Specific classes of TKIs target specific receptors and they are typically associated with particular toxicities. For example, the use of EGFR inhibitors is associated with frequent skin rash, diarrhea, mucositis [37, 38]. In a smaller number of cases, pneumonitis has been observed. Different types of skin rash can occur. They most include acneiform or pustular rashes, although rashes can also show a more generalised distribution and maculopapular features [37, 38]. In addition, rash can be induced by sun exposure, thus appearing as photosensitivity rash. The most frequent rash associated with EGFR inhibition, the aracneiform type, is improved when medication is continued. Moreover, it resolves when treatment is interrupted [37-39]. The inhibition of VEGFR results in proteinuria, hypertension, some wound healing complications, and hand-foot skin reaction. Moreover, the use of TKIs directed against VEGFR causes some vascular complications, including left ventricular dysfunction and arterial thromboembolism. In particular, hypertension is the most frequent cardiovascular negative effect associated to treatment with several VEGFR inhibitors, namely axitinib and lenvatinib. Generally, it was observed quite early, within three to four weeks from starting of treatment [37-39].

Gastrointestinal toxicities are most commonly associated to the inhibition of ALK. The signs include nausea, vomiting and diarrhea [40-42]. In addition, alterations of some laboratory parameters are observed, including the increase of aspartate aminotransferase (AST) and alanine transaminase (ALT) [40-42]. It is to underline that increased AST and ALT is a common side effect during the treatment with TKIs. Accordingly, monitoring liver enzymes is clinically indicated throughout treatment.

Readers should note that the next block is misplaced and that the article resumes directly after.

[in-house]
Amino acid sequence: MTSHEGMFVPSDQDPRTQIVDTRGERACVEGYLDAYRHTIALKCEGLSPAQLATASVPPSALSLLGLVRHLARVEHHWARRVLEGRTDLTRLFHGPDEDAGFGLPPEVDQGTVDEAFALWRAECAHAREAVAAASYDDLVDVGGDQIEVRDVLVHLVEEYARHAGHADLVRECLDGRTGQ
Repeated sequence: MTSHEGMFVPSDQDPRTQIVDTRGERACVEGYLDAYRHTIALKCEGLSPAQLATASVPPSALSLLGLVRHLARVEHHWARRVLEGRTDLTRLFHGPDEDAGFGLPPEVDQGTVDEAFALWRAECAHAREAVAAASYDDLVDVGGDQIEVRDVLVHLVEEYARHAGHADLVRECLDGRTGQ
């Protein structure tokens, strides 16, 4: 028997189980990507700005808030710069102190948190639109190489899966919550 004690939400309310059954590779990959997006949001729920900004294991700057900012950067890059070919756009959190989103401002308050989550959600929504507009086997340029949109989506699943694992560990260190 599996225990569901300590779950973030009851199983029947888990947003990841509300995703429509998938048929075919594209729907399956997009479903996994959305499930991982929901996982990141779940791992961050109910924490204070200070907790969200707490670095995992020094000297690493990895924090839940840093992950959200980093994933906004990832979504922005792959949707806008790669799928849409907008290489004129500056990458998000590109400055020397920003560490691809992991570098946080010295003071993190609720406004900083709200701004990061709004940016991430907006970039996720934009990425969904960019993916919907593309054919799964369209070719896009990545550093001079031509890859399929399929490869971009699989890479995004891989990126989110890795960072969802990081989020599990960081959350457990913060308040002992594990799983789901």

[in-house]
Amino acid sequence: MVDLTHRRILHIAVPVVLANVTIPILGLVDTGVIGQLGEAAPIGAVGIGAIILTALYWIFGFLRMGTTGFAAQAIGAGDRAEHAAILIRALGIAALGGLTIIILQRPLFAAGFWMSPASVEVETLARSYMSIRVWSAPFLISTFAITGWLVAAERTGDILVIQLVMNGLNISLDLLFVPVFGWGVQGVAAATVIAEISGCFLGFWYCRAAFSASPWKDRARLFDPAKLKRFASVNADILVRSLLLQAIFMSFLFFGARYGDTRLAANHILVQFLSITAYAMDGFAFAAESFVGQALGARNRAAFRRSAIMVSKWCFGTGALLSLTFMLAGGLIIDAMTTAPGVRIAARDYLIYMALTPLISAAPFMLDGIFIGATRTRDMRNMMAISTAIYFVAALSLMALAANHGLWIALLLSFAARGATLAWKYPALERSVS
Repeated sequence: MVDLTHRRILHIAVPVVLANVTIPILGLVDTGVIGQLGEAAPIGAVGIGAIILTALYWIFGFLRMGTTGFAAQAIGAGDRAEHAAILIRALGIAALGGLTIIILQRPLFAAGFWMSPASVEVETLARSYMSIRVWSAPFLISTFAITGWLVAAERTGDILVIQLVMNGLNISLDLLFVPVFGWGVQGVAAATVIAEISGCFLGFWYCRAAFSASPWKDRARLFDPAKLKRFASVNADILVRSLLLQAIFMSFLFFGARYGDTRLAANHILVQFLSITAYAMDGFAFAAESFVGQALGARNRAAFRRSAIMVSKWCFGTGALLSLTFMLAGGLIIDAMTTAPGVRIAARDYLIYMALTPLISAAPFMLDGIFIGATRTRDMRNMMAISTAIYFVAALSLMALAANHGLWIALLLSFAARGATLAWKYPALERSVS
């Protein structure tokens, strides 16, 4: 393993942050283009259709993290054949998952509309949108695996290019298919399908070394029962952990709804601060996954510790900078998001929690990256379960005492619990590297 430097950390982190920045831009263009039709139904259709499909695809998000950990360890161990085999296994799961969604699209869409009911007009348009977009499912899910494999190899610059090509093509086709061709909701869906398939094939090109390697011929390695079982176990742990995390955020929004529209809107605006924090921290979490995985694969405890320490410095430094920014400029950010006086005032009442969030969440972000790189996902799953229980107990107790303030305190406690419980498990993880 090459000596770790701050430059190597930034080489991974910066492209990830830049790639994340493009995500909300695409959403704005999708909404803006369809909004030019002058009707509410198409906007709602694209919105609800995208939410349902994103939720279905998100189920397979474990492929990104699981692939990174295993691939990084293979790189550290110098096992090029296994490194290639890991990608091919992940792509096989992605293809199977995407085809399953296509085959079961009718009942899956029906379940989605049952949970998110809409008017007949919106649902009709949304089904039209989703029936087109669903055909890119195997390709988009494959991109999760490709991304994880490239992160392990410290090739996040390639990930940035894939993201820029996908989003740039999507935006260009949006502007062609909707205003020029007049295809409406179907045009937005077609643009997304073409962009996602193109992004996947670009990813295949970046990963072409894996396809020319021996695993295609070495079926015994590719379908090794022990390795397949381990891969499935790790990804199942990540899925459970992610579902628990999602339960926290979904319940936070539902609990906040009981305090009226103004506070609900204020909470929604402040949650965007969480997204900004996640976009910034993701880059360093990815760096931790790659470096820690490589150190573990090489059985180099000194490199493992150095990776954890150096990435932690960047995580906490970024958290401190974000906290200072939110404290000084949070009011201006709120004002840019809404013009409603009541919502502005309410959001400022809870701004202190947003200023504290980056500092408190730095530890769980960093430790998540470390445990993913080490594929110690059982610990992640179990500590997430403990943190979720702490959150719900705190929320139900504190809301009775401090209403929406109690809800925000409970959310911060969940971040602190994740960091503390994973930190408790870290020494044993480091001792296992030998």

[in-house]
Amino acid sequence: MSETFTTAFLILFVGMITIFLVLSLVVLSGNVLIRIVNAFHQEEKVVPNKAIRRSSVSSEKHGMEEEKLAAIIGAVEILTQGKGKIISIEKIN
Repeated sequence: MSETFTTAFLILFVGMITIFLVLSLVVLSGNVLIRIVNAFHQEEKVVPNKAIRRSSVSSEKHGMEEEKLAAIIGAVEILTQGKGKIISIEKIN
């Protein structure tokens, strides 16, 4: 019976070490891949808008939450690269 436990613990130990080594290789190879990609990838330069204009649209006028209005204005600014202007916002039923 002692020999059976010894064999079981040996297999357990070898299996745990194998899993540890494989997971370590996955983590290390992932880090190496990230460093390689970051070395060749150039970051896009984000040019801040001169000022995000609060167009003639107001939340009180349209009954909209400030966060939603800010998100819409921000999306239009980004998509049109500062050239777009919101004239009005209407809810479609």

Dose adjustments are helpful and can generally ameliorate the observed side effects. However, some complications occur very frequently, like pneumonia and pneumonitis during ceritinib treatments. However, whether such negative effects are linked to the treatment or are symptoms of the disease (lung cancer) appear in some cases difficult to establish [40-42].

Finally, also BCR-Abl1 inhibition typically causes several negative side effects, including cytopenia, hypothyroidism and cardiac abnormalities [43-46]. Furthermore, IM has been reported to induce, in patients subjected to a long-term therapy, a decrease of hematic phosphate levels (hypophosphatemia) associated to phosphaturia, and alterations of the bone turn-over markers. In particular, a decrease of serum osteocalcin and urine N-telopeptide was demonstrated [47-49]. Hypophosphatemia has also been reported as a side effect of nilotinib treatment, suggesting a plausible effect on the cell populations involved in bone metabolism, namely osteoblasts and osteoclasts [50].